Should I Toss My Embarrassing Journals?

Dear ‘Lena,
I’m fourteen, and I’ve been keeping a diary since second grade. Recently my mom told me to go through everything in my room and throw out whatever didn’t make me feel “joyful” (her word–weird I know). I started reading my old diaries, and was horrified to find that the writing is truly horrible. The middle school ones are the worst, all about crushes on guys I can’t stand now, and girls being mean. I want to be a writer, so this was really depressing. I kind of want to get rid of my diaries and start over. It’s not like I expect biographers to come knocking, but if they did, I would NOT want them to see anything in this “early work.” Is there any reason to keep them?

-Not Anne Frank

Dear NAF,

First off, don’t be so hard on yourself. A diary is meant to be a place to write without censoring yourself, to vent and muse, record observations and feelings. It doesn’t have to be literature.

By her use of the word “joyful,” I suspect your mom read a book by this Japanese organizer who promises that a life without clutter will be more serene. She might be right—but you’re fourteen. You’re supposed to have a messy bedroom and record your crushes in a diary with a teeny lock that doesn’t work, resulting in your “friend” reading it after you fall asleep one night during a slumber party, and spreading the stories of your unreciprocated crushes all around middle school.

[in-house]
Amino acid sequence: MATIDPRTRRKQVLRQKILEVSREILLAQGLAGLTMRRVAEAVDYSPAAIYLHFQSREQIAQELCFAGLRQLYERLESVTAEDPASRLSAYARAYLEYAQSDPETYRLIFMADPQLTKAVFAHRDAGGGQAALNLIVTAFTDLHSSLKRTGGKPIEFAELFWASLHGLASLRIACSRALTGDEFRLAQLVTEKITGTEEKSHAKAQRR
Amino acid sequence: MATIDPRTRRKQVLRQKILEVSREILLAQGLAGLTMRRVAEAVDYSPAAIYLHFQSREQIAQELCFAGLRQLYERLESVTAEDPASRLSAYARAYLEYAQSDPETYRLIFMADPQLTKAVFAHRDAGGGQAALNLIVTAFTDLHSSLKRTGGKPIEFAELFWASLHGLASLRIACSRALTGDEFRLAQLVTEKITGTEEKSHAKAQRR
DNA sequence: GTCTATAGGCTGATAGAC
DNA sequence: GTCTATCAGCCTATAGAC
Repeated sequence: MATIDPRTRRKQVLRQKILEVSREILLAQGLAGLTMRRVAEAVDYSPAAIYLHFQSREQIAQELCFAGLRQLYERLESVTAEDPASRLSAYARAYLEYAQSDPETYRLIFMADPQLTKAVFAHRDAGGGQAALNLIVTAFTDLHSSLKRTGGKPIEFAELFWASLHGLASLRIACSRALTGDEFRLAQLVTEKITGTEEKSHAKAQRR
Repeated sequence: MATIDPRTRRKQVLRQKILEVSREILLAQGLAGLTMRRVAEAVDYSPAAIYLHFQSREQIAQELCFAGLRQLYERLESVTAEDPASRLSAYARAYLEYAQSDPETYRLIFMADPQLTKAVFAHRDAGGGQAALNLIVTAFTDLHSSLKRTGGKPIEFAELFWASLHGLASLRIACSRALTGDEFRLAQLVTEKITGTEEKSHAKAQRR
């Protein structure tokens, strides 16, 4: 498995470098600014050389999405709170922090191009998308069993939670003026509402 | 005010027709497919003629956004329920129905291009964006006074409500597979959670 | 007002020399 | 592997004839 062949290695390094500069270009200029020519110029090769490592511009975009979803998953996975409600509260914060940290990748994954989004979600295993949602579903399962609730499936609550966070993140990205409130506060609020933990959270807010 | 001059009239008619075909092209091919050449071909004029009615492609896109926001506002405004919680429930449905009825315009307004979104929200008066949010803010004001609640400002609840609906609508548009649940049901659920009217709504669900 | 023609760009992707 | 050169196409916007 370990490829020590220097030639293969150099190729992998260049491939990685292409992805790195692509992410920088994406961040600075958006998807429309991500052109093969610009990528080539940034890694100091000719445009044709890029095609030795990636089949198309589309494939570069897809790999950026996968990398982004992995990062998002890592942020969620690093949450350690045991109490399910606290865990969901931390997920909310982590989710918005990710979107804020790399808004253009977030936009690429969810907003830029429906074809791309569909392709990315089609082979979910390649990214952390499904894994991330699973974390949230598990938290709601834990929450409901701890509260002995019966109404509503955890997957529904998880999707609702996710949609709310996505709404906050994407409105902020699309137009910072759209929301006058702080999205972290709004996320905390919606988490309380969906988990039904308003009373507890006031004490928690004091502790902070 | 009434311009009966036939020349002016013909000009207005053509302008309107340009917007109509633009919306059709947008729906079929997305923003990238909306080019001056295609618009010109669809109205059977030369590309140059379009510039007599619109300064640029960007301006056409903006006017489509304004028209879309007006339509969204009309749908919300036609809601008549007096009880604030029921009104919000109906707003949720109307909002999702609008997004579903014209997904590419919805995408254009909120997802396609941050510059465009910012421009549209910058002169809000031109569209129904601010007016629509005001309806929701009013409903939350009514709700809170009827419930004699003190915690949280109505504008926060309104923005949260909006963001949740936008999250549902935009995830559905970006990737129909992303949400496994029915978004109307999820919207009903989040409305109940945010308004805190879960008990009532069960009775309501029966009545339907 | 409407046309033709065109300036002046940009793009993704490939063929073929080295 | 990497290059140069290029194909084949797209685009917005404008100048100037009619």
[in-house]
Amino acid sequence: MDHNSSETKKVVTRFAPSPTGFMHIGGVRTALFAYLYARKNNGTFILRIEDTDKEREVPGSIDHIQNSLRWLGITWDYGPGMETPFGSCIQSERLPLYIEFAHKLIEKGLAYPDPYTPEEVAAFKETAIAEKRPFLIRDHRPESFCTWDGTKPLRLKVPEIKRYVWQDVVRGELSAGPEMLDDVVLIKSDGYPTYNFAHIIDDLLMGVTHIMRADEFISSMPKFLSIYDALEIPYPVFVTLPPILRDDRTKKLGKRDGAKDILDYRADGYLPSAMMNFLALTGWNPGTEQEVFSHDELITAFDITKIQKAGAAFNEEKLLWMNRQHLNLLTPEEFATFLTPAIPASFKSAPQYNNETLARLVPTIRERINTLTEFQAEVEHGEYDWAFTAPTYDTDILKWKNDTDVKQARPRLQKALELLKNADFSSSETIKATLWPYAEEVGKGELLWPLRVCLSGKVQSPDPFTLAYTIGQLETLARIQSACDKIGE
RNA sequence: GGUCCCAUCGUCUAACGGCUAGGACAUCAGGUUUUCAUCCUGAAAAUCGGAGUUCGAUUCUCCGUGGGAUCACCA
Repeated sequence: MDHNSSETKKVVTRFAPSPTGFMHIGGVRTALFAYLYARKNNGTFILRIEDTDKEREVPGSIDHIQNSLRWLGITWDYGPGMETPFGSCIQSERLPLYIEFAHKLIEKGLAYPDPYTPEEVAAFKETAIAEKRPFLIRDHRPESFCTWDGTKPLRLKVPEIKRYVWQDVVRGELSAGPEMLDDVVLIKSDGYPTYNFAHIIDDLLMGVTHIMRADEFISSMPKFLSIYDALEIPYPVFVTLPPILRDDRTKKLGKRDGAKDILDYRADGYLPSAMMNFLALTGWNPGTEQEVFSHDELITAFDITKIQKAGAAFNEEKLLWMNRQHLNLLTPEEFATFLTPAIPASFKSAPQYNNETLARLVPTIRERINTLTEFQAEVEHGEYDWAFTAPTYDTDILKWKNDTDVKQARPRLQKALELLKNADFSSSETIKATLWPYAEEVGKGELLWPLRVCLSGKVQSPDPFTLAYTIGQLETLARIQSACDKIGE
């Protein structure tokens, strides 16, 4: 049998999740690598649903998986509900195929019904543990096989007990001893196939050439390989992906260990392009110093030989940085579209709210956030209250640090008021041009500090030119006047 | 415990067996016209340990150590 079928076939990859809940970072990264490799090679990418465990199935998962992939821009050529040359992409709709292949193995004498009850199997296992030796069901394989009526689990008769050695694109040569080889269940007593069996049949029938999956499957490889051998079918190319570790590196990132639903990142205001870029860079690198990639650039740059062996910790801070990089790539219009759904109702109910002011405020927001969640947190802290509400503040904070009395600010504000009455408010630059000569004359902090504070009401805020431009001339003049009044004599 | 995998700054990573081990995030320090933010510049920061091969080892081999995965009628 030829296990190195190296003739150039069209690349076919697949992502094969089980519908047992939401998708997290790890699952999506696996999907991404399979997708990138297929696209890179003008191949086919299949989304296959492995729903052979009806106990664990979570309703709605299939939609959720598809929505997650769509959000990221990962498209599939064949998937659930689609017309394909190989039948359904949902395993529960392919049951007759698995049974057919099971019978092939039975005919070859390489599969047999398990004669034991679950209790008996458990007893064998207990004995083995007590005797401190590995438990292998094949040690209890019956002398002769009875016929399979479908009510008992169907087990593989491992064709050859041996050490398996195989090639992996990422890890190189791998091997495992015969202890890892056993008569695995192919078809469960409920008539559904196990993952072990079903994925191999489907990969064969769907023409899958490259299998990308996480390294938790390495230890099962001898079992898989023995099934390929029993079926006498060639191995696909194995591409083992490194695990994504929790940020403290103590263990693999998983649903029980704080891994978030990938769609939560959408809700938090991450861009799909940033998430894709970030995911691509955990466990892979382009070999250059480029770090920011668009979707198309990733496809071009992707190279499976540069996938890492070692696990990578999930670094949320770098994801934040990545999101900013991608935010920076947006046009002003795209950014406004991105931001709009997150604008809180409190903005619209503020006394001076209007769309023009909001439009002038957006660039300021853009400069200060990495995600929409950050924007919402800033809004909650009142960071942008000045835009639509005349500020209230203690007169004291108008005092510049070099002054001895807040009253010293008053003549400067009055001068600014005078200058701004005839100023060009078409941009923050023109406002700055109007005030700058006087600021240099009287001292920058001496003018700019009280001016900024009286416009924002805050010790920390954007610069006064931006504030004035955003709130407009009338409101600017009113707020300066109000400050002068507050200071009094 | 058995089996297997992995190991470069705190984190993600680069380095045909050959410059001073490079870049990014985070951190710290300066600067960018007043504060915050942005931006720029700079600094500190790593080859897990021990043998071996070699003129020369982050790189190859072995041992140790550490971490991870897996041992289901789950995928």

Oh wait, that’s me I’m writing about. I too kept a diary, and the writing in it was truly awful. I know this for a fact because my own mother recently moved to a new house and sent me my old diaries. While I wasn’t thrilled by their (sub)literary quality, it was interesting to see these records of my bygone thoughts and feelings—like rough drafts for the person I am now.

And while most writers would probably shudder at the thought of their journal being published, a writer’s journal is the mine from which we dig up treasures that make our real writing sparkle. In Sparked, the mom has a boyfriend who wears skull rings, and he likes to squeeze his fist to admire them. I got that detail when sitting next to a menacing guy on a bus who was doing just that, and I remembered it because I jotted it in a notebook.

Your journal can also help your writing in another way–by giving you insight into how we feel at different ages. Let’s say you wanted to write about a nine year-old. You could go back and read your diary from third grade, to remind yourself of what mattered to you back then. Remember how you pined for the friendship of that one popular girl so much so that you gave her the crepe paper flower you were supposed to make for your mom for Mothers’ Day, and when she took it from you she looked at it blankly and said, “What am I supposed to do with this,” before throwing it away?

 

Oh wait, that’s me again. That was humiliating at the time, but maybe I’ll use that detail some day. Or maybe I won’t–that’s OK too. Writing a journal trains you to observe other people, to remember details and dialog. So throw out your old stuffies, if you must. Get rid of board games with missing pieces. But keep your journals–yes, even the middle school ones.

Warmly,
‘Lena

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